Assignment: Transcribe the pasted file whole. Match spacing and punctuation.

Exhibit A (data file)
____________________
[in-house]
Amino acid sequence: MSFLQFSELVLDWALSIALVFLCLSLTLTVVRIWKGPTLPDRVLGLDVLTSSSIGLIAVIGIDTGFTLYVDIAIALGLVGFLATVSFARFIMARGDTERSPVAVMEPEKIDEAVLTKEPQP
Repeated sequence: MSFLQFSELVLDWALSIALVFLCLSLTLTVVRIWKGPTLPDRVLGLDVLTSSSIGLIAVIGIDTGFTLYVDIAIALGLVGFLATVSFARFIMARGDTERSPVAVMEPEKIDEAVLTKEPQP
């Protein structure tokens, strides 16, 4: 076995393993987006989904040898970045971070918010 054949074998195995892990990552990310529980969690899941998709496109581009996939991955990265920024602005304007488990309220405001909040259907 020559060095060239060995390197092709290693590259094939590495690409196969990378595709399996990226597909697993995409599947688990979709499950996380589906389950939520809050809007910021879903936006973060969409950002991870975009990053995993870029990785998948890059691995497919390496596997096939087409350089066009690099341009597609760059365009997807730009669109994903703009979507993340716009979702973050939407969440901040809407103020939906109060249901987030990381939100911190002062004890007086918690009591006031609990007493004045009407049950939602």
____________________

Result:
[in-house]
Amino acid sequence: MSFLQFSELVLDWALSIALVFLCLSLTLTVVRIWKGPTLPDRVLGLDVLTSSSIGLIAVIGIDTGFTLYVDIAIALGLVGFLATVSFARFIMARGDTERSPVAVMEPEKIDEAVLTKEPQP
Repeated sequence: MSFLQFSELVLDWALSIALVFLCLSLTLTVVRIWKGPTLPDRVLGLDVLTSSSIGLIAVIGIDTGFTLYVDIAIALGLVGFLATVSFARFIMARGDTERSPVAVMEPEKIDEAVLTKEPQP
């Protein structure tokens, strides 16, 4: 076995393993987006989904040898970045971070918010 054949074998195995892990990552990310529980969690899941998709496109581009996939991955990265920024602005304007488990309220405001909040259907 020559060095060239060995390197092709290693590259094939590495690409196969990378595709399996990226597909697993995409599947688990979709499950996380589906389950939520809050809007910021879903936006973060969409950002991870975009990053995993870029990785998948890059691995497919390496596997096939087409350089066009690099341009597609760059365009997807730009669109994903703009979507993340716009979702973050939407969440901040809407103020939906109060249901987030990381939100911190002062004890007086918690009591006031609990007493004045009407049950939602």